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Aerodynamic Drag Prediction Using Unstructured Mesh Solvers

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### Aerodynamic Drag Prediction Using Unstructured Mesh Solvers

Dimitri J. Mavriplis

National Institute of Aerospace

Hampton, Virginia, USA

VKI Lecture Series, February 3-7, 2003

Overview

- Introduction
- Physical model fidelity
- Grid resolution and discretization issues
- Designing an efficient unstructured mesh solver for computational aerodynamics
- Drag prediction using unstructured mesh solvers
- Conclusions and future work

VKI Lecture Series, February 3-7, 2003

Overview

- Introduction
- Importance of Drag Prediction
- Suitability of Unstructured Mesh Approach
- Physical model fidelity
- Inviscid Flow Analysis
- Coupled Inviscid-Viscous Methods
- Large-Eddy Simulations (LES and DES)

VKI Lecture Series, February 3-7, 2003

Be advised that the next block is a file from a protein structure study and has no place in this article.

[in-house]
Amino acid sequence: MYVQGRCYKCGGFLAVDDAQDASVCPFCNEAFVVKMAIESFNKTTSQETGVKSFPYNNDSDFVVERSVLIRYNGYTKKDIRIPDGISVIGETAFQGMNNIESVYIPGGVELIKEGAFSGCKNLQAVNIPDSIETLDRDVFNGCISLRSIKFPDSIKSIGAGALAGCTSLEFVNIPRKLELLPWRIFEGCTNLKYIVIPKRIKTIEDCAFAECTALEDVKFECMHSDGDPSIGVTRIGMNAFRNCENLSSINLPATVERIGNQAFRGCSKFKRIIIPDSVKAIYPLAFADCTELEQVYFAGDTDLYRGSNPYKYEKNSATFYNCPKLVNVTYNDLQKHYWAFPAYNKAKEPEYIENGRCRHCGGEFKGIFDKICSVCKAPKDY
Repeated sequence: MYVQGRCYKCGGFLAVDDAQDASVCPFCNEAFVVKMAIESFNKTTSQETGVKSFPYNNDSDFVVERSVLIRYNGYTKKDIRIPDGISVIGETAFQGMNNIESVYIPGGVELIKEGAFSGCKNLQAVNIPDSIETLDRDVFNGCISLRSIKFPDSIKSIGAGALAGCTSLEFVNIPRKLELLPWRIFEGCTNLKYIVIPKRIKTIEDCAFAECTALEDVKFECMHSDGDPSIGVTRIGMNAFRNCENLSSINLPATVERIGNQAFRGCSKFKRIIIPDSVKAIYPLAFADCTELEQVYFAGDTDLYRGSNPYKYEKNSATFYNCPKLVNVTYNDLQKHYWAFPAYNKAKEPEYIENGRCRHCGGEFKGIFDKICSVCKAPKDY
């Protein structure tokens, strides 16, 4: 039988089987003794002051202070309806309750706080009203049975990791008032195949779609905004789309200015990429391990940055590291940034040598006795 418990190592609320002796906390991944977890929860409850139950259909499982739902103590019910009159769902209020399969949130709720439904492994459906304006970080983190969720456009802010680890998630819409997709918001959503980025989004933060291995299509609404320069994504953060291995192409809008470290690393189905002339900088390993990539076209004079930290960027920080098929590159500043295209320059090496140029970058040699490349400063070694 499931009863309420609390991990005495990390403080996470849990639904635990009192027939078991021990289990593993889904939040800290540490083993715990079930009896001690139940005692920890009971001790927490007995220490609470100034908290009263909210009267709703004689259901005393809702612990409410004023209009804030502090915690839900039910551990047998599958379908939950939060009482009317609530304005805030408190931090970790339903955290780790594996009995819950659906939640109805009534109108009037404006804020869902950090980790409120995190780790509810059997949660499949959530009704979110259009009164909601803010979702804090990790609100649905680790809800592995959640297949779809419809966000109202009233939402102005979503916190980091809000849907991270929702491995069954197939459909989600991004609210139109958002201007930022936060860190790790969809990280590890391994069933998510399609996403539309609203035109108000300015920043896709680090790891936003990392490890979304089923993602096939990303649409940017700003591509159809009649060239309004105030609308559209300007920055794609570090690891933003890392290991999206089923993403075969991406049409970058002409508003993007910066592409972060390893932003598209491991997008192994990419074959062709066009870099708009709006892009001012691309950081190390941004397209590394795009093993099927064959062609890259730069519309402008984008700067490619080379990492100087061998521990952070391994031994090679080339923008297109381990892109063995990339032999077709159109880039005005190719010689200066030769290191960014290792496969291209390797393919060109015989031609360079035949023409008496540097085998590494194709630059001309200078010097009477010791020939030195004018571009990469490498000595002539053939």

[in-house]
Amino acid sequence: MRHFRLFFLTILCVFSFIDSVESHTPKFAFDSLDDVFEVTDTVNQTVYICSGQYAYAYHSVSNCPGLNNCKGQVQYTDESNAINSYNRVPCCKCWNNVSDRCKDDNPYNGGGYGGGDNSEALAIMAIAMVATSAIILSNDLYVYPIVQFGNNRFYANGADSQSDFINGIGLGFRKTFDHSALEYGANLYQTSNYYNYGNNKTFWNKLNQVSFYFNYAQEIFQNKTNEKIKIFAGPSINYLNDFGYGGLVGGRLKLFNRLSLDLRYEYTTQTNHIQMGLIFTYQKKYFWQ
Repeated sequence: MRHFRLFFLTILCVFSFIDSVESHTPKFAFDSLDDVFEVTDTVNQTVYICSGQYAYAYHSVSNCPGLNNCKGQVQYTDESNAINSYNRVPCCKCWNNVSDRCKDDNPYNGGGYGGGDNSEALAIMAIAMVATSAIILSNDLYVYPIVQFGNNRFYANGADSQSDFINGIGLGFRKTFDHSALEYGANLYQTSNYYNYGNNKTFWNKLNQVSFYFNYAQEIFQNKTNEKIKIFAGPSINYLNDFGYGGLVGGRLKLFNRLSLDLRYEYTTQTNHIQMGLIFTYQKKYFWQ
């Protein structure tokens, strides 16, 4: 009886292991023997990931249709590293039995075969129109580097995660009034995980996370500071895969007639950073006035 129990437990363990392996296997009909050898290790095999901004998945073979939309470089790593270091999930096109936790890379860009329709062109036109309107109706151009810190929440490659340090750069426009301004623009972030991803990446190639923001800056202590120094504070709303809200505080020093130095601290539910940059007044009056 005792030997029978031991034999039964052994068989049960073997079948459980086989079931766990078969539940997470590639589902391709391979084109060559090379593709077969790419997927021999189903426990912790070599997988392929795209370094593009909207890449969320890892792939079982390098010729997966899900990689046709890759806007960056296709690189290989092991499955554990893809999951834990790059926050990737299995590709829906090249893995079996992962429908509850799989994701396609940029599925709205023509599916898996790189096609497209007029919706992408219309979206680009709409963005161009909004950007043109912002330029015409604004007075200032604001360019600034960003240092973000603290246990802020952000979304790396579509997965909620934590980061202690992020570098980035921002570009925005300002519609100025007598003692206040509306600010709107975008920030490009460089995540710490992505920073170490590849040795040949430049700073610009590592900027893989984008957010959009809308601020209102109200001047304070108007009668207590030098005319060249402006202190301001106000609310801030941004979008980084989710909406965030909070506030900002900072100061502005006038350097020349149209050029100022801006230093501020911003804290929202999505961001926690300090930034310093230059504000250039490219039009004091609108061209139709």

Overview

- Grid resolution and discretization issues
- Choice of discretization and effect of dissipation
- Cell centered vs. vertex based
- Effect of discretization variations on drag prediction
- Grid resolution requirements
- Choice of element type
- Grid resolution issues
- Grid convergence

VKI Lecture Series, February 3-7, 2003

Overview

- Designing an efficient unstructured mesh solver for computational aerodynamics
- Discretization
- Solution Methodologies
- Efficient Hardware Usage

VKI Lecture Series, February 3-7, 2003

Overview

- Drag prediction using unstructured mesh solvers
- Wing-body cruise drag
- Incremental effects: engine installation drag
- High-lift flows
- Conclusions and Future Work

VKI Lecture Series, February 3-7, 2003

Introduction

- Importance of Drag Prediction
- Cruise: fuel burn, range, etc…
- High-lift: Mechanical simplicity, noise
- High accuracy requirements
- Absolute or incremental: 1 drag count
- Specialized computational methods
- Wide range of scales
- Thin boundary layers
- Transition

VKI Lecture Series, February 3-7, 2003

Introduction

- Issues centric to unstructured mesh approach
- Advantages and drawbacks over other approaches
- Accuracy, efficiency
- State-of-the art in aerodynamic predictions
- De-emphasize non-method specific issues